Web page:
2018 Adventures travel blog

Entry to the tunnel museum; note the bullet holes

Map showing the siege of Sarajevo

Our local guide explains how Sarajevans managed to survive the siege

Inside the tunnel

Memorial to those killed around the area of the tunnel

Plaque outside the city hall in Sarajevo

Inside a traditional Moslem home (old style) now a museum

In the eastern section of the city; Turkish influence

A cellist who played on during the siege as his form of...

Two women at prayer outside a mosque

Alexandra expresses hope for a better future in Sarajevo

Diana is young, employed and an avid traveler

Stadium from the 1984 Olympics

Restaurant stop on the way north

Grounds at the restaurant

Haystack by the restaurant

On our last full day in Sarajevo we took our bus out to the airport area where the inhabitants of Sarajevo constructed a tunnel under the runway to smuggle materials and people in and out of the city during the siege in the war of the 90s. Sarajevo is in Bosnia-Herzegovina; during the siege of over 3 years Serbs surrounded the city. Sarajevo sits in a valley surrounded by mountains; it was the home of the Winter Olympics in 1984. In the 90s there was one mountain that the B-H folks controlled; the Serbs surrounded the rest. The UN forces (British and French) were supposed to keep the airport open; evidently if the B-H folks made it through the snipers to the airport the UN troops returned them to their starting point. In a matter of a few months the B-H folks constructed a tunnel under the runway. This escape valve allowed them to get needed supplies in and out as well as gave some the opportunity to escape.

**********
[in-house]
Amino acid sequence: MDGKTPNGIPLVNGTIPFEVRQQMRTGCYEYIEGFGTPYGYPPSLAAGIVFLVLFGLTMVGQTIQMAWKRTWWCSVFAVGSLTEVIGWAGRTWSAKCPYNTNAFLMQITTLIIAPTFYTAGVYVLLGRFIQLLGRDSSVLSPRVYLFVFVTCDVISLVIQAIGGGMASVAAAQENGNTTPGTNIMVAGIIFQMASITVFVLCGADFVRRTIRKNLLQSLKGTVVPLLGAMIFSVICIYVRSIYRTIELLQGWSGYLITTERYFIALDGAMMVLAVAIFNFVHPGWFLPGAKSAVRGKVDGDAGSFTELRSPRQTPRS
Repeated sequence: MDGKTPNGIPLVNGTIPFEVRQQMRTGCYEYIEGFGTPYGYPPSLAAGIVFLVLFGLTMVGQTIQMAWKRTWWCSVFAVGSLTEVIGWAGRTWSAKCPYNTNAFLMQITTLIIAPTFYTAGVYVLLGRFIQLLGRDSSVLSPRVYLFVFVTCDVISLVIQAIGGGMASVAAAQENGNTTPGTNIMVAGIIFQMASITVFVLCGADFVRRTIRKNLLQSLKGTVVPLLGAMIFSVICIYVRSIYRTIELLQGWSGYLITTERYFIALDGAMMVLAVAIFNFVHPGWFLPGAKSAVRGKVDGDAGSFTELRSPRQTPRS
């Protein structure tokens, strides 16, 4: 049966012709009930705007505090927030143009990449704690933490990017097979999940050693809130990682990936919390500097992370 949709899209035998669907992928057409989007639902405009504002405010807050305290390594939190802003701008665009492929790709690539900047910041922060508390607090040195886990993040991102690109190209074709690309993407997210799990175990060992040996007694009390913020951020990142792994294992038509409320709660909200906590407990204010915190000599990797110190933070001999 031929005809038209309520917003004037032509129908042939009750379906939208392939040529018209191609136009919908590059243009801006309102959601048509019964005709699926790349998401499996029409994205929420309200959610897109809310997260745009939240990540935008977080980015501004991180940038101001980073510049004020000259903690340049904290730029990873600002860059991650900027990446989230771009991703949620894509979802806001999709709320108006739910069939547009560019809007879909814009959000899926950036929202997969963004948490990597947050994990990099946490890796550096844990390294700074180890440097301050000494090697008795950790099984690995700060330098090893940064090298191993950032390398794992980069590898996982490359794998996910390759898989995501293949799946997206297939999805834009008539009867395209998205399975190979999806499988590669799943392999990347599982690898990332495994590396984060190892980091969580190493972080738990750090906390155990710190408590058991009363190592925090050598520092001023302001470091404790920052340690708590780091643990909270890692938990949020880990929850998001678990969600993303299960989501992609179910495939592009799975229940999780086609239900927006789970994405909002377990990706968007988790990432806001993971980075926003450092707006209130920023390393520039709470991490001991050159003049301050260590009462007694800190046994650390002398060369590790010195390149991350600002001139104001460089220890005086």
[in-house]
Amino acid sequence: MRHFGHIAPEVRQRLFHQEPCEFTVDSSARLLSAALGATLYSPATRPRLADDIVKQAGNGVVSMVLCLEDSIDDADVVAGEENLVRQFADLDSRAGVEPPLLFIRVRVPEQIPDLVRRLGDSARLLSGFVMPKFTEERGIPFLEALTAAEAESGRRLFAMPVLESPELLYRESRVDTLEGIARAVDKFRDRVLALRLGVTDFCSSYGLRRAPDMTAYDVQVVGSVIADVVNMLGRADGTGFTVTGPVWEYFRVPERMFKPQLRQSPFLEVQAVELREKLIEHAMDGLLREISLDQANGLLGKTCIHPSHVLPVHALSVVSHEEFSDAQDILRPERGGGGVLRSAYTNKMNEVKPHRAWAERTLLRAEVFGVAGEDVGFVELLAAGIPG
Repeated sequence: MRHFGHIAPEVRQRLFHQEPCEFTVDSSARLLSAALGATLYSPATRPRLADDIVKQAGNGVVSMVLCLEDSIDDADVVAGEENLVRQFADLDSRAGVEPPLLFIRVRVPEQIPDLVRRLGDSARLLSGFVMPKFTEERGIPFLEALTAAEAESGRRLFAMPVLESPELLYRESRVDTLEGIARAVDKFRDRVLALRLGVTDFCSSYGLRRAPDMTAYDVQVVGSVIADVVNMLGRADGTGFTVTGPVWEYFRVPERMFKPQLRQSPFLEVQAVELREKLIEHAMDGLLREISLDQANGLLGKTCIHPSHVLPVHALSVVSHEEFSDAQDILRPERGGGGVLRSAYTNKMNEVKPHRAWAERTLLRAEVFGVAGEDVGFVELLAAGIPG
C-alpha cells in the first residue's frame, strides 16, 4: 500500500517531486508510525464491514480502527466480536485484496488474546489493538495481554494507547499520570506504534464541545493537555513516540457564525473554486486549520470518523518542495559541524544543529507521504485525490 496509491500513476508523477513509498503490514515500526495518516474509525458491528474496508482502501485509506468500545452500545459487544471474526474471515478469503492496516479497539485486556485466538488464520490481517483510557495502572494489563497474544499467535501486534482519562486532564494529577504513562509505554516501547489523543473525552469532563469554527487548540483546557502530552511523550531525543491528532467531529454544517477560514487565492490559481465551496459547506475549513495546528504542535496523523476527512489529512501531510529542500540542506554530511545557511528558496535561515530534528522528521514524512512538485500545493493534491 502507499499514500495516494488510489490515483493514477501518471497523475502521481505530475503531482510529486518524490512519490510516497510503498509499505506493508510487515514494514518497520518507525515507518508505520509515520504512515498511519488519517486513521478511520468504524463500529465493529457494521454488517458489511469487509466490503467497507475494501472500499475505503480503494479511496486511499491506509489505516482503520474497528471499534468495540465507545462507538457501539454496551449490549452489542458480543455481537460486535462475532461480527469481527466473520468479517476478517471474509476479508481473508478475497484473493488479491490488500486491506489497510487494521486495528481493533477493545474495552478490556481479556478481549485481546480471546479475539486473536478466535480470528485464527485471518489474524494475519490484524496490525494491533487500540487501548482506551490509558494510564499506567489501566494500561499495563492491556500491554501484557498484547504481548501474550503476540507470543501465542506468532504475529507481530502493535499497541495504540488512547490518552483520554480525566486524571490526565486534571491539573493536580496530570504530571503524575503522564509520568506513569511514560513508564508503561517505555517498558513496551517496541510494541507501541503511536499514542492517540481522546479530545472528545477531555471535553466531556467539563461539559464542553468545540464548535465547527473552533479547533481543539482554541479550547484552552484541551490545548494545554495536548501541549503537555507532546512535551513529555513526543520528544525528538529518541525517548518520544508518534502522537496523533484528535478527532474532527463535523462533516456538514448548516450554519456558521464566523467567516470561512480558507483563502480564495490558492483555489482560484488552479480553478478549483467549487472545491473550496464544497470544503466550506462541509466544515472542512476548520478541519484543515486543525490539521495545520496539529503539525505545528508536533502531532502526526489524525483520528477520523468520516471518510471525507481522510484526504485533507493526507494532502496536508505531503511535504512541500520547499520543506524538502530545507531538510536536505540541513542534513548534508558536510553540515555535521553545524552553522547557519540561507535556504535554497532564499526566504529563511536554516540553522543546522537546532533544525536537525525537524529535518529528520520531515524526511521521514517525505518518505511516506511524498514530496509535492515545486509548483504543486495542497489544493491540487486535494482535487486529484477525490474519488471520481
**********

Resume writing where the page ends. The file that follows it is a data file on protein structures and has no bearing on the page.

Roger and I visited an old home which has been turned into a museum; it showed how a Muslim weathly family lived in Sarajevo a century ago. We had some free time in the afternoon to roam around the city some more, then we had a guest speaker. Alexandra is from Sarajevo, but she had left the country to study during the war. She has worked in theater and movies as an artist who creates special effects. Her perspective on B-H's is quite positive. After her talk we boarded the bus and headed to a Tito era apartment building in the city. Our group of 16 travelers split into 3 small groups to have home hosted dinners with residents of the city. Our hostess has lived all her life in Sarajevo; she did not talk so much about the war but rather described the current economic situation for her family. She, her husband, in laws, and 3 children share an apartment. She says it takes all their income to make ends meet, that they do not have extra money to save. She has an adorable 17 month old daughter. Her cousin also dropped in for dinner. Diana has a job at a hotel as a receptionist; she is single, still lives with her parents, but has money to be able to travel.

The next morning we left Sarajevo and headed north, crossing into another part of Croatia. We stopped to see a lovely cathedral in Dakovo, then made our way to a small village in Croatia.

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